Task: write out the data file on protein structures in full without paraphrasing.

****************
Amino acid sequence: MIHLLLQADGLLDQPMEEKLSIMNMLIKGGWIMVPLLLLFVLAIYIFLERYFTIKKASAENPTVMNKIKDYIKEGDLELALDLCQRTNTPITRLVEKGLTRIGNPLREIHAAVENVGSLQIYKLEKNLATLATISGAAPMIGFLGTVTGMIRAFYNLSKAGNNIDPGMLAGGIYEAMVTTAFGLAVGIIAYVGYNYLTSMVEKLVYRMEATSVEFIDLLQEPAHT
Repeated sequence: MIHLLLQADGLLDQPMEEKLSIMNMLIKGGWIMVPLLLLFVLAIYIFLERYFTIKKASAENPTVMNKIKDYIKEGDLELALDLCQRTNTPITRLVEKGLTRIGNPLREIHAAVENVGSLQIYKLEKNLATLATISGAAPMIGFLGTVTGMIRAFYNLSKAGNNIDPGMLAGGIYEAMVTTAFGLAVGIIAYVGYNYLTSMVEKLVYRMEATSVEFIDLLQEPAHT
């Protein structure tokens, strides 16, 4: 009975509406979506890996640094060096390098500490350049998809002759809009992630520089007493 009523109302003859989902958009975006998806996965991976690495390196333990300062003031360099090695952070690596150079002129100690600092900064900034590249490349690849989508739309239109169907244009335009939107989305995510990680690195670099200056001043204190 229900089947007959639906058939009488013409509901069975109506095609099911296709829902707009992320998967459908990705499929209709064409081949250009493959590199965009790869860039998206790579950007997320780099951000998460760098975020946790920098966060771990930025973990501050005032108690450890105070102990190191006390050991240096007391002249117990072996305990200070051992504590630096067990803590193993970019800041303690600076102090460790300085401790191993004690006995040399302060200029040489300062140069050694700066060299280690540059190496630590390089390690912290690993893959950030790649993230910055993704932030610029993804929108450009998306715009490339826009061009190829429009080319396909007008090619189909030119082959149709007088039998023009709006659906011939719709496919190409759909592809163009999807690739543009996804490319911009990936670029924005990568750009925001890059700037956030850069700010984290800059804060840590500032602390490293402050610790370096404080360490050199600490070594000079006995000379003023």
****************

Amino acid sequence: MIHLLLQADGLLDQPMEEKLSIMNMLIKGGWIMVPLLLLFVLAIYIFLERYFTIKKASAENPTVMNKIKDYIKEGDLELALDLCQRTNTPITRLVEKGLTRIGNPLREIHAAVENVGSLQIYKLEKNLATLATISGAAPMIGFLGTVTGMIRAFYNLSKAGNNIDPGMLAGGIYEAMVTTAFGLAVGIIAYVGYNYLTSMVEKLVYRMEATSVEFIDLLQEPAHT
Repeated sequence: MIHLLLQADGLLDQPMEEKLSIMNMLIKGGWIMVPLLLLFVLAIYIFLERYFTIKKASAENPTVMNKIKDYIKEGDLELALDLCQRTNTPITRLVEKGLTRIGNPLREIHAAVENVGSLQIYKLEKNLATLATISGAAPMIGFLGTVTGMIRAFYNLSKAGNNIDPGMLAGGIYEAMVTTAFGLAVGIIAYVGYNYLTSMVEKLVYRMEATSVEFIDLLQEPAHT
């Protein structure tokens, strides 16, 4: 009975509406979506890996640094060096390098500490350049998809002759809009992630520089007493 009523109302003859989902958009975006998806996965991976690495390196333990300062003031360099090695952070690596150079002129100690600092900064900034590249490349690849989508739309239109169907244009335009939107989305995510990680690195670099200056001043204190 229900089947007959639906058939009488013409509901069975109506095609099911296709829902707009992320998967459908990705499929209709064409081949250009493959590199965009790869860039998206790579950007997320780099951000998460760098975020946790920098966060771990930025973990501050005032108690450890105070102990190191006390050991240096007391002249117990072996305990200070051992504590630096067990803590193993970019800041303690600076102090460790300085401790191993004690006995040399302060200029040489300062140069050694700066060299280690540059190496630590390089390690912290690993893959950030790649993230910055993704932030610029993804929108450009998306715009490339826009061009190829429009080319396909007008090619189909030119082959149709007088039998023009709006659906011939719709496919190409759909592809163009999807690739543009996804490319911009990936670029924005990568750009925001890059700037956030850069700010984290800059804060840590500032602390490293402050610790370096404080360490050199600490070594000079006995000379003023």